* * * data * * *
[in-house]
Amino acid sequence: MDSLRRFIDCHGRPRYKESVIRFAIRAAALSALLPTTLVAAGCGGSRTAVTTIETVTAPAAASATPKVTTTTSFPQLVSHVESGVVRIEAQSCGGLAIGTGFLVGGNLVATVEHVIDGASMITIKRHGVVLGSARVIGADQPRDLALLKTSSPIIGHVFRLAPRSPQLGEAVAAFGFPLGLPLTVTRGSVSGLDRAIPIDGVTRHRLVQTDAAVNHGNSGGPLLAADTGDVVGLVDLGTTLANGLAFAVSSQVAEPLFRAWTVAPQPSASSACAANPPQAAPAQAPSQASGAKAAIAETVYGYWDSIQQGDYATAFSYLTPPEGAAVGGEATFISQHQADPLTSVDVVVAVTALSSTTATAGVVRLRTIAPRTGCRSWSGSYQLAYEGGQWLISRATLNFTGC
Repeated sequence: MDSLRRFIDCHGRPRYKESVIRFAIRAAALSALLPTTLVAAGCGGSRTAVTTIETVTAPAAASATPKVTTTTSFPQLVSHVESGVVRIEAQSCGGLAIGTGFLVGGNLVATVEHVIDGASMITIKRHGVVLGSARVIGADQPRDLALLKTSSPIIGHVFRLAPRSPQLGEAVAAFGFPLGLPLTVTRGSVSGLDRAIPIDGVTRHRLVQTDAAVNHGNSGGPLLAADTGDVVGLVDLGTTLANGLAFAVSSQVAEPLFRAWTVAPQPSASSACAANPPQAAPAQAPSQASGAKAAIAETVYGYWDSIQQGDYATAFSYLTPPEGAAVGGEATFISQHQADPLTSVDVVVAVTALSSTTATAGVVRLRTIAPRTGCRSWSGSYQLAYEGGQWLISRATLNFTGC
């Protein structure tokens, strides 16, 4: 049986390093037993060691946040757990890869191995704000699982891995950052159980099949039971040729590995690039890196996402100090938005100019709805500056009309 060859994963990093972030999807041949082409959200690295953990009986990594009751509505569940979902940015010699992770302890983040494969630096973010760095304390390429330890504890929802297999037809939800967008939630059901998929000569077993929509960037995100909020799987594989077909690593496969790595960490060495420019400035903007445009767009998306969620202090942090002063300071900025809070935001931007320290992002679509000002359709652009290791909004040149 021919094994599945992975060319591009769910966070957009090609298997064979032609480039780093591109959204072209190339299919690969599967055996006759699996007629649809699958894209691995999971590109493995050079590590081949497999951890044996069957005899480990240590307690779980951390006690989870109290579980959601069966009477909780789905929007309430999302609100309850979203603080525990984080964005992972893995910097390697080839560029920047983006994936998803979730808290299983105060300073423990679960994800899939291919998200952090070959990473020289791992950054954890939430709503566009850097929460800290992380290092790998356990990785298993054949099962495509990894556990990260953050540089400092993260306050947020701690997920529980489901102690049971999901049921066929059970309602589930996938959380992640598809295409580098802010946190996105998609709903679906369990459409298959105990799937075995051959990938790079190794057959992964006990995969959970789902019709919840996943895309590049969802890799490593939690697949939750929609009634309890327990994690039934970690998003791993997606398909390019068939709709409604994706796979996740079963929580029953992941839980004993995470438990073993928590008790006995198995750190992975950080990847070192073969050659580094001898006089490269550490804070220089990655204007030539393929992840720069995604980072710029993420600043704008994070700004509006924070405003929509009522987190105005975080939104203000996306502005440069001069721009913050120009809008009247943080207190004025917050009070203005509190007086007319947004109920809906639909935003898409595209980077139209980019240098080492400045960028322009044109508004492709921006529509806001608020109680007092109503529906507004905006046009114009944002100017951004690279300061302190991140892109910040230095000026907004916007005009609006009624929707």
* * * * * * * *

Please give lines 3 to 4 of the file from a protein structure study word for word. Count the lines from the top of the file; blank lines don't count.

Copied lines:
Repeated sequence: MDSLRRFIDCHGRPRYKESVIRFAIRAAALSALLPTTLVAAGCGGSRTAVTTIETVTAPAAASATPKVTTTTSFPQLVSHVESGVVRIEAQSCGGLAIGTGFLVGGNLVATVEHVIDGASMITIKRHGVVLGSARVIGADQPRDLALLKTSSPIIGHVFRLAPRSPQLGEAVAAFGFPLGLPLTVTRGSVSGLDRAIPIDGVTRHRLVQTDAAVNHGNSGGPLLAADTGDVVGLVDLGTTLANGLAFAVSSQVAEPLFRAWTVAPQPSASSACAANPPQAAPAQAPSQASGAKAAIAETVYGYWDSIQQGDYATAFSYLTPPEGAAVGGEATFISQHQADPLTSVDVVVAVTALSSTTATAGVVRLRTIAPRTGCRSWSGSYQLAYEGGQWLISRATLNFTGC
């Protein structure tokens, strides 16, 4: 049986390093037993060691946040757990890869191995704000699982891995950052159980099949039971040729590995690039890196996402100090938005100019709805500056009309 060859994963990093972030999807041949082409959200690295953990009986990594009751509505569940979902940015010699992770302890983040494969630096973010760095304390390429330890504890929802297999037809939800967008939630059901998929000569077993929509960037995100909020799987594989077909690593496969790595960490060495420019400035903007445009767009998306969620202090942090002063300071900025809070935001931007320290992002679509000002359709652009290791909004040149 021919094994599945992975060319591009769910966070957009090609298997064979032609480039780093591109959204072209190339299919690969599967055996006759699996007629649809699958894209691995999971590109493995050079590590081949497999951890044996069957005899480990240590307690779980951390006690989870109290579980959601069966009477909780789905929007309430999302609100309850979203603080525990984080964005992972893995910097390697080839560029920047983006994936998803979730808290299983105060300073423990679960994800899939291919998200952090070959990473020289791992950054954890939430709503566009850097929460800290992380290092790998356990990785298993054949099962495509990894556990990260953050540089400092993260306050947020701690997920529980489901102690049971999901049921066929059970309602589930996938959380992640598809295409580098802010946190996105998609709903679906369990459409298959105990799937075995051959990938790079190794057959992964006990995969959970789902019709919840996943895309590049969802890799490593939690697949939750929609009634309890327990994690039934970690998003791993997606398909390019068939709709409604994706796979996740079963929580029953992941839980004993995470438990073993928590008790006995198995750190992975950080990847070192073969050659580094001898006089490269550490804070220089990655204007030539393929992840720069995604980072710029993420600043704008994070700004509006924070405003929509009522987190105005975080939104203000996306502005440069001069721009913050120009809008009247943080207190004025917050009070203005509190007086007319947004109920809906639909935003898409595209980077139209980019240098080492400045960028322009044109508004492709921006529509806001608020109680007092109503529906507004905006046009114009944002100017951004690279300061302190991140892109910040230095000026907004916007005009609006009624929707």